Frequently Asked Questions

Q. What is the difference between an attorney and a guardian ad litem?
A. In our dual role as the child's attorney and guardian ad litem(GAL), we serve two different functions: as the child's attorney, our role is to advocate on behalf of our client's wishes. As the child's GAL, our role is to advocate for what we feel is in the child's best interests. For the most part, these two roles go hand in hand. However, situations do come up in which the two roles are in conflict with one another. In these situations, we alert the court to the situation and may take other action as well.
Q. How is the Public Guardian's office different from the State's Attorney, DCFS, or the Public Defender's office?
A. As the child's attorney/GAL, our function is distinct from any of the other involved parties. Our job is to advocate for the child and no one else. Although the representatives of other parties have an obligation to advocate for their clients, their positions must be guided by the best interests of the child.
Q. How old are the clients and how long do children remain in the system?
A. Our office is appointed to represent children from the time they come into the system until they leave the system. As such, our clients range in age from just hours old to 21 years old. A child's case remains open from the temporary custody hearing until the case is closed in one of several possible ways, via a return home to the parents, adoption, guardianship, emancipation or "aging out" at the age of 21.
Q. Does the Public Guardian's office represent foster parents?
A. Our office does not represent foster parents, even where one of our clients is currently placed with a foster family. Foster parents are an indispensable part of the child protection court process and, as a general rule, their input is crucial in determining what is in the best interests of the child.
Q. Are children and youth allowed to come to court?
A. Not only are clients allowed to come to court, our office believes that their participation is absolutely vital. The child protection court process needs to be centered on the child, and it is crucial that children and youth have a say in what happens. If a child or youth chooses not to come to court, the attorney/GAL will take steps to ensure that the court is informed of the client's wishes.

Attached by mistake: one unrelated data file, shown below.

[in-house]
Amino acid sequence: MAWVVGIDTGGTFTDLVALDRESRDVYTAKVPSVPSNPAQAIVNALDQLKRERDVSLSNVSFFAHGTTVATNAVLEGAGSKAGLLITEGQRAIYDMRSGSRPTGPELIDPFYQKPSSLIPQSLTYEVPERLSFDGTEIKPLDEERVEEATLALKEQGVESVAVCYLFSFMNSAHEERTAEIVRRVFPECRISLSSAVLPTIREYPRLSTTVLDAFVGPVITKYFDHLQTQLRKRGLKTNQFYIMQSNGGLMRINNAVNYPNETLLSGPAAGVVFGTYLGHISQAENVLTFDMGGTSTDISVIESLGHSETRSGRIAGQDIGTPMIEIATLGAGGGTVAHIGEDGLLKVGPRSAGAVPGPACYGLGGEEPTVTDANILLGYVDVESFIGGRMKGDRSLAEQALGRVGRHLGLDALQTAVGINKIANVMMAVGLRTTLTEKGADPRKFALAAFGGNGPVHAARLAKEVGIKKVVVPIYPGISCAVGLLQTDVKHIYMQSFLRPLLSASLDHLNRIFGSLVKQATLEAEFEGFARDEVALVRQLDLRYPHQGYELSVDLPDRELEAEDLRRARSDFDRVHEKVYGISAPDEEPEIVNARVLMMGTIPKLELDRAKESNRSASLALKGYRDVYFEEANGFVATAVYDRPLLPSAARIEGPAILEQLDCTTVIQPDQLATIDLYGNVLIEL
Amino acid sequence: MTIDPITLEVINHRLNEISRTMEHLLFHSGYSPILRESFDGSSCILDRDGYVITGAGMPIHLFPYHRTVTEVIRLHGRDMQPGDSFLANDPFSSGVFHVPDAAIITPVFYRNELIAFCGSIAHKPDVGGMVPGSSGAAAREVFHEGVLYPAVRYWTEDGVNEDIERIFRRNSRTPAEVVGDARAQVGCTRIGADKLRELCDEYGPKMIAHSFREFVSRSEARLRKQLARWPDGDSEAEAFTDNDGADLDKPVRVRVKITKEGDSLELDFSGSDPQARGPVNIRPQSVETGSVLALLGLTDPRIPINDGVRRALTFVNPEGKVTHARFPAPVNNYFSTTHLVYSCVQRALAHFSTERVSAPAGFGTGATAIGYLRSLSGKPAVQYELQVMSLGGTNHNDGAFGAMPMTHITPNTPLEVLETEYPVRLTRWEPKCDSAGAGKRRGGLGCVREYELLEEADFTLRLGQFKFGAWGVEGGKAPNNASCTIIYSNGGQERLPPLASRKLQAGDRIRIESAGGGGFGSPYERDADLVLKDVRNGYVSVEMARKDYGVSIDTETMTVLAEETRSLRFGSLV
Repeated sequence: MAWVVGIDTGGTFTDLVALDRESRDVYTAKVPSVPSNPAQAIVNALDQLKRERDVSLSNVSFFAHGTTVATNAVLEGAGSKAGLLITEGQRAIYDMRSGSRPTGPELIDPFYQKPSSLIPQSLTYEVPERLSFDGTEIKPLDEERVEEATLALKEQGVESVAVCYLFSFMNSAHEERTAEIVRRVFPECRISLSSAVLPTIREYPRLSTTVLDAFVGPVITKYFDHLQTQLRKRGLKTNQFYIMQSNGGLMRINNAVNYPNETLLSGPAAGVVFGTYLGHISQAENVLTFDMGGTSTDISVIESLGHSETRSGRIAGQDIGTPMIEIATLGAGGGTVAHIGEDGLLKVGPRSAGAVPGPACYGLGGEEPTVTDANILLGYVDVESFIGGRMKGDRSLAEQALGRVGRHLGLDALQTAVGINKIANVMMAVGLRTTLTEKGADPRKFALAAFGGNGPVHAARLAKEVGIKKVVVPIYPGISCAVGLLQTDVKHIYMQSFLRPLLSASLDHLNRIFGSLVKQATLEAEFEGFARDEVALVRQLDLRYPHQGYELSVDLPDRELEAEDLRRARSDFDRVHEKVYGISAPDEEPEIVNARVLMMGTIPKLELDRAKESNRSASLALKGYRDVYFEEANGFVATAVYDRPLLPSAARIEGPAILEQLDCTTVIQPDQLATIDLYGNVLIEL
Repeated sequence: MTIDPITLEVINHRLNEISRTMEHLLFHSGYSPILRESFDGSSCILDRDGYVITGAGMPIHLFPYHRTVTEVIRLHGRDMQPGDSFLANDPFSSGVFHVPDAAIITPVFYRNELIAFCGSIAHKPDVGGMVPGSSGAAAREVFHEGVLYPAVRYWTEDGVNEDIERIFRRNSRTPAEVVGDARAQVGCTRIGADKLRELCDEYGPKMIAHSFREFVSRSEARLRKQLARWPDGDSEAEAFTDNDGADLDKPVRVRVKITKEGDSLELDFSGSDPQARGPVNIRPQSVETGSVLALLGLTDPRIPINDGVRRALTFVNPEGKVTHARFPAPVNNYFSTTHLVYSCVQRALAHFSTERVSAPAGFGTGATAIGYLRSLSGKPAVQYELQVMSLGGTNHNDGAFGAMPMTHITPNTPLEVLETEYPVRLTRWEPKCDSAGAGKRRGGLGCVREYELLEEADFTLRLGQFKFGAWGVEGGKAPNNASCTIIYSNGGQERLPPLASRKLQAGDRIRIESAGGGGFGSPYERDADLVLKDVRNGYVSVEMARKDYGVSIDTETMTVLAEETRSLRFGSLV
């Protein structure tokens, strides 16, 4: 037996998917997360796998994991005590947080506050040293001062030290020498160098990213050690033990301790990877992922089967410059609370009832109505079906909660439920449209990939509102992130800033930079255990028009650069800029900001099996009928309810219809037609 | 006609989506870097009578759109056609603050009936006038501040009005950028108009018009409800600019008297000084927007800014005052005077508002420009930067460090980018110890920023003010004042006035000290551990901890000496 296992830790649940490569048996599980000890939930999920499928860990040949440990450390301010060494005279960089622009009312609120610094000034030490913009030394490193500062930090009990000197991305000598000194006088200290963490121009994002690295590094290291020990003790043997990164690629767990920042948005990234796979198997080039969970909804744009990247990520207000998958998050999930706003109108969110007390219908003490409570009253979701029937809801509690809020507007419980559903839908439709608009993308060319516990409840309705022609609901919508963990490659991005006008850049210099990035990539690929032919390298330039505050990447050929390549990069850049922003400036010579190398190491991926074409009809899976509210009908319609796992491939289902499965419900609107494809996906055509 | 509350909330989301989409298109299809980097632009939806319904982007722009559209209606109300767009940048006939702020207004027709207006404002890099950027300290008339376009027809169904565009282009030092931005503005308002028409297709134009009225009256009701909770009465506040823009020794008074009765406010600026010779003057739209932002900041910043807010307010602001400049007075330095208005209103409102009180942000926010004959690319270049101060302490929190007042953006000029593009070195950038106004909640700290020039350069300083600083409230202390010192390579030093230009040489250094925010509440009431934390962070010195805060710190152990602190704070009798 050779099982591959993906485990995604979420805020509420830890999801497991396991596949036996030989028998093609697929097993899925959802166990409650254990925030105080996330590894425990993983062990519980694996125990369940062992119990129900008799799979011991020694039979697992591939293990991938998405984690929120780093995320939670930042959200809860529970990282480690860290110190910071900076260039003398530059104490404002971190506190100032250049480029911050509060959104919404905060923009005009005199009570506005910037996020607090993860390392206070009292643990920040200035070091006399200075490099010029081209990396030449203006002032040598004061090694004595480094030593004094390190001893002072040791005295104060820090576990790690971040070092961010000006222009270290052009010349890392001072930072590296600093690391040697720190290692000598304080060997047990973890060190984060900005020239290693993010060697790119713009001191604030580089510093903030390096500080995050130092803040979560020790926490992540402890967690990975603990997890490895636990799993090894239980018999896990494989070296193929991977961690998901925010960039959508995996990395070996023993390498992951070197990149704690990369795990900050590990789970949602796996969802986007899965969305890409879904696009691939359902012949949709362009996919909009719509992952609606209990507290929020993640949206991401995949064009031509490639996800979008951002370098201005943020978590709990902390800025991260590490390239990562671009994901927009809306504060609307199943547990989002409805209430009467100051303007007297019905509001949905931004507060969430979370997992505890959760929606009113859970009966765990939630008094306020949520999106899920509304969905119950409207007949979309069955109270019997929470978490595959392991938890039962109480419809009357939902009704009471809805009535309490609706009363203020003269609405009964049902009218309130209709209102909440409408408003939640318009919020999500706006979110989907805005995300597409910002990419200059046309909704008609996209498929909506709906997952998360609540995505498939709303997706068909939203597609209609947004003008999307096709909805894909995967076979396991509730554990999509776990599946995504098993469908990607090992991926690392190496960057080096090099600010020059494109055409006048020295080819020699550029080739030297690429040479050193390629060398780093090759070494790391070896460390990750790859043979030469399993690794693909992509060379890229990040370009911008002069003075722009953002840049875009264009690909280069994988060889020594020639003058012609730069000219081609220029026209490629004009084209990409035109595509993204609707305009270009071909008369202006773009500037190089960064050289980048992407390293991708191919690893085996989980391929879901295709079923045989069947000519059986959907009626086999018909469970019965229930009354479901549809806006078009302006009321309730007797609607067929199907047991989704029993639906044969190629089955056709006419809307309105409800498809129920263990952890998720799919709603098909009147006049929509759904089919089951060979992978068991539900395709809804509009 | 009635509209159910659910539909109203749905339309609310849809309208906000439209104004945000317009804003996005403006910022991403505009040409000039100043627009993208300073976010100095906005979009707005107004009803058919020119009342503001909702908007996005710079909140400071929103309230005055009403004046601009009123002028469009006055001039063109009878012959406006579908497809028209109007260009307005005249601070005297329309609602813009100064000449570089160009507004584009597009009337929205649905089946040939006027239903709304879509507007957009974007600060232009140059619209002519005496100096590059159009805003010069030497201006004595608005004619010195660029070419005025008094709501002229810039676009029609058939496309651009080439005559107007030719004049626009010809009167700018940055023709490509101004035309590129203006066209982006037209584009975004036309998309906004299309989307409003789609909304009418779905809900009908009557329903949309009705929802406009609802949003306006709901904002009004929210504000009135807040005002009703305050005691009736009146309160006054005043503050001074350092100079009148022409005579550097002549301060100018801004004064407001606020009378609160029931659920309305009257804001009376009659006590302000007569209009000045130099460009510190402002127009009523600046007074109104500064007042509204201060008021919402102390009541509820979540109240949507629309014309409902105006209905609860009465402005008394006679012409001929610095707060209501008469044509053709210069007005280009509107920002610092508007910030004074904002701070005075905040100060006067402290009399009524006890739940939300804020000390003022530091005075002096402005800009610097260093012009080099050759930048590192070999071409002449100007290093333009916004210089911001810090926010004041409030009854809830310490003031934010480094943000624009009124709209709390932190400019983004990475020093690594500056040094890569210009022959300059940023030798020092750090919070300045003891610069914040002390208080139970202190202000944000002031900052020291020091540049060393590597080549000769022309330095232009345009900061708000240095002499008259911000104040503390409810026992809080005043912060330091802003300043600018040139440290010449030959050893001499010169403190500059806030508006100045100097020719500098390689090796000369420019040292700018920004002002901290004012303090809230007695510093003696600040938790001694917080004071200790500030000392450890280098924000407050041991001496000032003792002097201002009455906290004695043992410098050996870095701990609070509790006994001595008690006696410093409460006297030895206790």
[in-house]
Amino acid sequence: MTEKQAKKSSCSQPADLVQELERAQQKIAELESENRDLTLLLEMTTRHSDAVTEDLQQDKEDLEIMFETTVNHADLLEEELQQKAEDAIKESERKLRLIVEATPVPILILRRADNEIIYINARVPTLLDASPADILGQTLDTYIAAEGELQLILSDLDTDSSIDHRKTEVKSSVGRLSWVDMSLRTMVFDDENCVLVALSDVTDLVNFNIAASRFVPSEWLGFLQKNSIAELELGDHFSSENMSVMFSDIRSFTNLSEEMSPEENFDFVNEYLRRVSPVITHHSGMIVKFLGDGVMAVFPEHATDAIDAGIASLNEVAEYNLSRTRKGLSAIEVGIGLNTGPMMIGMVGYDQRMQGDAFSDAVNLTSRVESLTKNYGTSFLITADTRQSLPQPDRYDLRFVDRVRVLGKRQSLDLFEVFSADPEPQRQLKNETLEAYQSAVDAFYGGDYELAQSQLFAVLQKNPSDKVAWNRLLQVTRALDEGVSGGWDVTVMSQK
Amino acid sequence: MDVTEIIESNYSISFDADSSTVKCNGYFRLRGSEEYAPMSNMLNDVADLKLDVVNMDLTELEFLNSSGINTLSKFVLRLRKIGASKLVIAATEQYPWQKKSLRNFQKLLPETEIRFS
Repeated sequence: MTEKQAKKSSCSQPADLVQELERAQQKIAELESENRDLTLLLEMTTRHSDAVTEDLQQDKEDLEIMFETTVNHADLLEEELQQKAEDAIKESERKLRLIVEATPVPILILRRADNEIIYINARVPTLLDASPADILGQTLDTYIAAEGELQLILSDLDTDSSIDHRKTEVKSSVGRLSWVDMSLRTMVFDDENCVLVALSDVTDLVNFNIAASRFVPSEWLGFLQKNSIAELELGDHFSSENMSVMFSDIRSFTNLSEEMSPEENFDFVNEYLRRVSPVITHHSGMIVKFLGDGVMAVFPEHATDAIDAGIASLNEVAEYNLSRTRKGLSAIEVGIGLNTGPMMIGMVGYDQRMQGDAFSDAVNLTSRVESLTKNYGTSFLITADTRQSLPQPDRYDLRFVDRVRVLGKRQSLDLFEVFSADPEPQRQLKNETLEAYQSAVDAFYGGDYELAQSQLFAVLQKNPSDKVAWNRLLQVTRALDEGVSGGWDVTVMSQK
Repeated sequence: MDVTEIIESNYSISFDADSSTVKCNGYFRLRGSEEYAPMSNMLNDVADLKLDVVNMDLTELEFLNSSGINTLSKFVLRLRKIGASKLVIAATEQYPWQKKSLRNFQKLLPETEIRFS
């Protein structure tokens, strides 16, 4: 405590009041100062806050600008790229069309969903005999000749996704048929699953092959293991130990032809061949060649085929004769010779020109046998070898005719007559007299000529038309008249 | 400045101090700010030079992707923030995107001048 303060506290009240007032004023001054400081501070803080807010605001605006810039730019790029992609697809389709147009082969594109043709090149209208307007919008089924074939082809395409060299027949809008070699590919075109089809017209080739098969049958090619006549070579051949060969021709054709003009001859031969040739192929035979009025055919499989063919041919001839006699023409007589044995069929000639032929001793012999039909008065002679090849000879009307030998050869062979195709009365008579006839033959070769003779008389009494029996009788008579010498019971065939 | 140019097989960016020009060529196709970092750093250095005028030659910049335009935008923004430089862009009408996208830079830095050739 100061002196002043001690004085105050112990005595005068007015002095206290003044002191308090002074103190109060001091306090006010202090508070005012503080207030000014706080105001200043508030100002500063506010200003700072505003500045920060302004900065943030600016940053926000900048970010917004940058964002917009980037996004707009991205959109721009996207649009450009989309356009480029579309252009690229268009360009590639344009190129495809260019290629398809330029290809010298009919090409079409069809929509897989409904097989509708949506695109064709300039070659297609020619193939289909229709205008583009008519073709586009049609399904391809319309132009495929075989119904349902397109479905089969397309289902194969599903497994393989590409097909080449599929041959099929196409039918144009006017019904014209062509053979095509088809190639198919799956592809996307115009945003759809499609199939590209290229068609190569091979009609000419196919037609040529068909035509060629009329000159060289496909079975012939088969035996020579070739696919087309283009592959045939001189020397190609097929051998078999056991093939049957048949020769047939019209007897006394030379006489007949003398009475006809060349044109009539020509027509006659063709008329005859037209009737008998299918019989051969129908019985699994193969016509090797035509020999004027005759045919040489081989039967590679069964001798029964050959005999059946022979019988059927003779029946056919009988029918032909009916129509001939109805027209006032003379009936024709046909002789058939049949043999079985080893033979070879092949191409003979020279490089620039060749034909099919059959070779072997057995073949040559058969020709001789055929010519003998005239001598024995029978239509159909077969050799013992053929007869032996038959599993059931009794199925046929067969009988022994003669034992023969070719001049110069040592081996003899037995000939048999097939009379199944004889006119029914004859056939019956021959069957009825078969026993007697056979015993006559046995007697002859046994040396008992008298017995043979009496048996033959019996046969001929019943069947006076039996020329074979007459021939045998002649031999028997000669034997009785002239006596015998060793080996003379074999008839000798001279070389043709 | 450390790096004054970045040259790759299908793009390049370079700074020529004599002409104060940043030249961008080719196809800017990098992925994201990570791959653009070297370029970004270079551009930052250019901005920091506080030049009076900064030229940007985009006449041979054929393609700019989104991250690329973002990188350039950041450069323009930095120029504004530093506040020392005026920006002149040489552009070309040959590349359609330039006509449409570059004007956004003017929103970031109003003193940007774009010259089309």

Q. Can your office do anything when DCFS won't take action and a client is in need?
A. If you believe that DCFS is not acting consistent with the best interests of a child or youth, contact the child's attorney/GAL. There may be several ways available to help the child get the services they need.

Success Stories

Juvenile Success Stories Juvenile
Success stories regarding our juvenile clients Read more
Adult Success Stories Adult
Success stories regarding our disabled adults Read more

What's New Read more

New Policy and Legislation Cook County Public Guardian Files Class Action Lawsuit on Behalf of Children Left Languishing in Locked Psychiatric Facilities Read more
New Policy and Legislation Acting Public Guardian Quoted in ProPublic on Issue of Youth Abused in Psychiatric Hospital Read more
New Policy and Legislation Acting Public Guardian Quoted in Chicago Tribune on Issue of Priest Financially Exploiting Parishioner Read more
New Policy and Legislation Cook County Public Guardian Announces First Issue of The Advocate Newsletter Read more
New Policy and Legislation New Policy & Legislation
Recently passed laws of interest to those representing disabled adults and abused & neglected children in Illinois.
Read more Adult Juvenile
Current Developments OPG Appellate Developments
Recent Appellate and Supreme Court decisions Read more

Youth Advocacy &
Post-Emancipation Services
Important information for current and former clients. Read more
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